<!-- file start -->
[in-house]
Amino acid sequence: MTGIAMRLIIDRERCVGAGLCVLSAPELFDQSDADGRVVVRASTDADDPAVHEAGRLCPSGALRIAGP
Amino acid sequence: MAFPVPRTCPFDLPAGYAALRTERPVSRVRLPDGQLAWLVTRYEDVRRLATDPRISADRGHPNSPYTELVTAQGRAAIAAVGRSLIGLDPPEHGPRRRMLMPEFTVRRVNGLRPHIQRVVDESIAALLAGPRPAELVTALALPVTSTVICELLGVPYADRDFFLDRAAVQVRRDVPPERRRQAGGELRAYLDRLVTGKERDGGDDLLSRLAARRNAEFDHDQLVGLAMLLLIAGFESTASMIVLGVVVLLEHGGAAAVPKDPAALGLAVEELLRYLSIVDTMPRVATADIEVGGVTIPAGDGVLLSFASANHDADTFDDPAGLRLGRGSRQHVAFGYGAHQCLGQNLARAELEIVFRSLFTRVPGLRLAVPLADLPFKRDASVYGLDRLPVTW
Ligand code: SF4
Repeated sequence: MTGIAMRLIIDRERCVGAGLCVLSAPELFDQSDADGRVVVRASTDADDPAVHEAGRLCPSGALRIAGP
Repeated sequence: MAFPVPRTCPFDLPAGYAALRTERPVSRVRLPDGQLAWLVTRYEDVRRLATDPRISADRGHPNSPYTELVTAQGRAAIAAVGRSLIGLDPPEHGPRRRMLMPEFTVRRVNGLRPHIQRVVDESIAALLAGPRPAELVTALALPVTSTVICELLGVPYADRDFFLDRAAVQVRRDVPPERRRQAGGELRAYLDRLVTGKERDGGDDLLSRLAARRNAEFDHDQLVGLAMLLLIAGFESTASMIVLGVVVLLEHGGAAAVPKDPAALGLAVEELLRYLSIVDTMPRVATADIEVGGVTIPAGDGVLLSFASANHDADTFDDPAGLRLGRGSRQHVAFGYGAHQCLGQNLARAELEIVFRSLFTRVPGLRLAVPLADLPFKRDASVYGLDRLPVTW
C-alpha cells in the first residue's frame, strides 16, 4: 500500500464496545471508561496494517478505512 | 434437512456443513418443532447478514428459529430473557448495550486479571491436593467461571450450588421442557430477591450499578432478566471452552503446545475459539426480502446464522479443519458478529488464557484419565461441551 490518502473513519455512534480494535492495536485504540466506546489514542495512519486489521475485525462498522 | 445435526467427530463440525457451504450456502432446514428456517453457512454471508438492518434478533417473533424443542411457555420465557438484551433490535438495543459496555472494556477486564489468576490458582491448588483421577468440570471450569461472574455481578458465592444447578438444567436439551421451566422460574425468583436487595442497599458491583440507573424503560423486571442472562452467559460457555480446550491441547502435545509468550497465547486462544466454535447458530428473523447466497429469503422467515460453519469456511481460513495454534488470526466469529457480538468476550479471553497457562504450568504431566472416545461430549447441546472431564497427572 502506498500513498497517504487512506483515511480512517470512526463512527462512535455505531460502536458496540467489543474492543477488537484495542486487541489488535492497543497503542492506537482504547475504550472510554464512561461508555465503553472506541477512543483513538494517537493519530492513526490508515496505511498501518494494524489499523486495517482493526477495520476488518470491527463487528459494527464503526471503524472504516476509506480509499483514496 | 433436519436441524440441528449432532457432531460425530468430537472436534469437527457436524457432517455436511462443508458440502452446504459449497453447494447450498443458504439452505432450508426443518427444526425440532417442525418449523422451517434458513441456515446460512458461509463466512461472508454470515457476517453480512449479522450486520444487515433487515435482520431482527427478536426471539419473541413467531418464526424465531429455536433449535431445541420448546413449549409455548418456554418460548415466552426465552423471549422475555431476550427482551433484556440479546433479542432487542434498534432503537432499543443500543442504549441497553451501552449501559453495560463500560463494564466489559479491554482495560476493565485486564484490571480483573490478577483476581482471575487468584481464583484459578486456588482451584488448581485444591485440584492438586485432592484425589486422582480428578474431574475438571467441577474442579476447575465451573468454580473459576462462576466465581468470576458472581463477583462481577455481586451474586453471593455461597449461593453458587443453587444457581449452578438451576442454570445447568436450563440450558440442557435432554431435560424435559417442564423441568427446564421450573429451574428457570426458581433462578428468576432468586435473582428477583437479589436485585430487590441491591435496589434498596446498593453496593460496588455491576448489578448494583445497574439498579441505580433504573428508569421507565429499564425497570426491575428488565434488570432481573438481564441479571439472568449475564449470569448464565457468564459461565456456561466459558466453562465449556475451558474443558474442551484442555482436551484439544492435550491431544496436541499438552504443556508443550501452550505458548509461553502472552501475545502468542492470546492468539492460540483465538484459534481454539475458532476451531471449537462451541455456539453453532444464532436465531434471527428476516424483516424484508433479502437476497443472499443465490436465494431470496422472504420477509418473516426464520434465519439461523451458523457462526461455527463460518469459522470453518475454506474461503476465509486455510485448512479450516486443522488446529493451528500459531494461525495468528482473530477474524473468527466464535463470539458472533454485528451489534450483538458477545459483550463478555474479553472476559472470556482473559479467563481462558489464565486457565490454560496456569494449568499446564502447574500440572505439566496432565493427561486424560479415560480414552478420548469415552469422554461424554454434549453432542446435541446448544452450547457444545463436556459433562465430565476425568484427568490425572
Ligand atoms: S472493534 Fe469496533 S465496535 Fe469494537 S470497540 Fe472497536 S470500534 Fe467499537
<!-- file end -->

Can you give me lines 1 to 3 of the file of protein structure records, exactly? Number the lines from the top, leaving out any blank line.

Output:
[in-house]
Amino acid sequence: MTGIAMRLIIDRERCVGAGLCVLSAPELFDQSDADGRVVVRASTDADDPAVHEAGRLCPSGALRIAGP
Amino acid sequence: MAFPVPRTCPFDLPAGYAALRTERPVSRVRLPDGQLAWLVTRYEDVRRLATDPRISADRGHPNSPYTELVTAQGRAAIAAVGRSLIGLDPPEHGPRRRMLMPEFTVRRVNGLRPHIQRVVDESIAALLAGPRPAELVTALALPVTSTVICELLGVPYADRDFFLDRAAVQVRRDVPPERRRQAGGELRAYLDRLVTGKERDGGDDLLSRLAARRNAEFDHDQLVGLAMLLLIAGFESTASMIVLGVVVLLEHGGAAAVPKDPAALGLAVEELLRYLSIVDTMPRVATADIEVGGVTIPAGDGVLLSFASANHDADTFDDPAGLRLGRGSRQHVAFGYGAHQCLGQNLARAELEIVFRSLFTRVPGLRLAVPLADLPFKRDASVYGLDRLPVTW